17. Safety Concerns: Parents Respondent: “My daughters, they are not allowed to go nowhere anyway, that’s just the way it is. . . . Sorry, they ain’t going nowhere. . . . ‘You’re not going nowhere. You stay home until I get home from work,’ that’s just the rule now. Basically, I know what they are doing because they are home.” Moderator: “Are you worried about what your kids are doing after school?” Respondent: “Not too much. For the most part, they are always in the house. There are not a lot of after-school programs at the school they go to. There’s a lot of money invested in the computer and a lot of money on the shelf in Play Station. But if that’s what it takes to keep them in…”

  18. Safety Concerns: Students Respondent: “[I would go to an after-school program] if I know other people who are there. . . . ‘Cause you don’t want to be hanging around there by yourself like that.” Moderator: “What about if there were other kids there, but you just didn’t know them?” Respondent: “The problem is there’s a lot of haters.” Moderator: “Haters?” Respondent: “There’s too much stuff going on.” Respondent: “Too much stuff. If I were to make like some beautiful stuff like that [through an after-school program], out on the street, I would take no junk from nobody.”

  19. Quality of Programs and Activity Leaders Parent: “One year, this was a couple years ago, I tried to take them to an after school program. I said, ‘I’m going to give it a shot to see how it is.’ They went in there, I kept them there for three weeks. It was out of control, the kids were not being watched. . . . My kids were getting beat up. They were getting pushed in the bathrooms, punched, and all this stuff. I was like, what is going on? And the people who are supposed to be watching the kids, they not watching them. It was like, you go and leave the kids in there, and they go and chat and drink the coffee. The kids can kill each other there, they don’t care. . . . I felt I was just putting my kids in a dangerous situation. . . . I was like putting them in the lion’s den, and they were just attacking them, you know. That’s how I felt.”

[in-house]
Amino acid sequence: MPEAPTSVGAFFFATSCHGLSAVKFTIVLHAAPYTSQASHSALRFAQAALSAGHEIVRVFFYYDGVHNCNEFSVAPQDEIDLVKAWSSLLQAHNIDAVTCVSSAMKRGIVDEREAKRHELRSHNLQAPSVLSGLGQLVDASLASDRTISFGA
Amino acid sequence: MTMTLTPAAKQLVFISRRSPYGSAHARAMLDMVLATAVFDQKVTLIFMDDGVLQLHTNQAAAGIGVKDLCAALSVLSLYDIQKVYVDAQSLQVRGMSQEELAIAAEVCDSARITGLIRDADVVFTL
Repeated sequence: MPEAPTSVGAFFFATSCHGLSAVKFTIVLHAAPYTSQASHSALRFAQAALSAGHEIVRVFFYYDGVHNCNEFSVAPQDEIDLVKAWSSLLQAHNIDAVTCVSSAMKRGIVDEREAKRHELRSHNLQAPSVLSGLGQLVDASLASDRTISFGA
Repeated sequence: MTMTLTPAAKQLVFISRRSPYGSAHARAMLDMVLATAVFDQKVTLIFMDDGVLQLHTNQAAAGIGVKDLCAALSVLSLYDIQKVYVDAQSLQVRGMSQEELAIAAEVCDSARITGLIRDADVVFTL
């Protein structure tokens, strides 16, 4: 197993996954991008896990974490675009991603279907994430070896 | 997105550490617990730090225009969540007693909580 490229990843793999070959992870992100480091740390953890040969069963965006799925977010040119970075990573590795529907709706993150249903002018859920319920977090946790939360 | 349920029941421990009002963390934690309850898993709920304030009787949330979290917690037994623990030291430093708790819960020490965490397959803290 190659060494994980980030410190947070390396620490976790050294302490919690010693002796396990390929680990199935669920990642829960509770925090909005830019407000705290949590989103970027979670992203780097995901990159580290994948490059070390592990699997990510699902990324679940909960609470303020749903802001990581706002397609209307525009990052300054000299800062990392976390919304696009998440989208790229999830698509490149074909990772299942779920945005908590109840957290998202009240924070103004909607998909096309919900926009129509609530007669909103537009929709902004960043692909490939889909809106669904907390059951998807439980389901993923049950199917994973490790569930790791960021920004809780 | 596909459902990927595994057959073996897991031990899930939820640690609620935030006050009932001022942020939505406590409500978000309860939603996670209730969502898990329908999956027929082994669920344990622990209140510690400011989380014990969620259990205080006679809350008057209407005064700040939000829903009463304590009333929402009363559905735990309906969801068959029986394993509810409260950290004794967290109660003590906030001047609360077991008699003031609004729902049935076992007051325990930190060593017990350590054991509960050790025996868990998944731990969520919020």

20. Adverse Influences Parent: “I’m not going to let my child into the after-school program when you have all these different types of people, kids, children, who are coming there and it’s not supervised. We don’t know what the moral content is with all the children. My kids go down to the bus stop, and they are swearing—these are little kids! . . . There’s the price you are going to pay for your child to be in an after-school program: that [it] is just going to tear [down] everything that you are trying to build up in them. It’s not worth it.”

  21. How Much of a Problem is Transportation or Not Having a Good Way to Get to Activities?

  22. Interest in Specific Types of Organized Activities: Parents

  23. Interest in Specific Types of Organized Activities: Students

  24. Interest in Specific Arts and Culture Activities: Parents* *Among parents interested in any arts or culture programs (N=193).

  25. Interest in Specific Arts and Culture Activities: Students* *Among students interested in any arts or culture programs (N=178).

  26. Preferences for OST Program Structure

  27. Ideal Program Location

  28. Preferences Relating to Days and Times

  29. Preferences for OST Times on Weekdays

  30. Preferences Relating to Activity Variety

  31. Preferences Relating to High School or College Student Activity Leaders

  32. Likely Attendance of OST Activities: Average Number of Days Number of school days per week

  33. Likely Attendance of Parent Night: Parents

  34. Community Building Parent: “It is hard to meet the parents, beyond the closest friends of my son and my daughter. But if we could—if parents of each class could have some sort of a program where they could meet, vent their problems, and then assist each other, you know—if [her] daughter is having a problem, and I happen to know my son is in the same class as her, and I know the problems that she’s willing to trust to tell me, then probably I could be of some sort of resource for her.”

  35. Reactions to Program Prices* *Among parents (N=200).

  36. Sources of Information About OST Activities* *Among parents (N=200).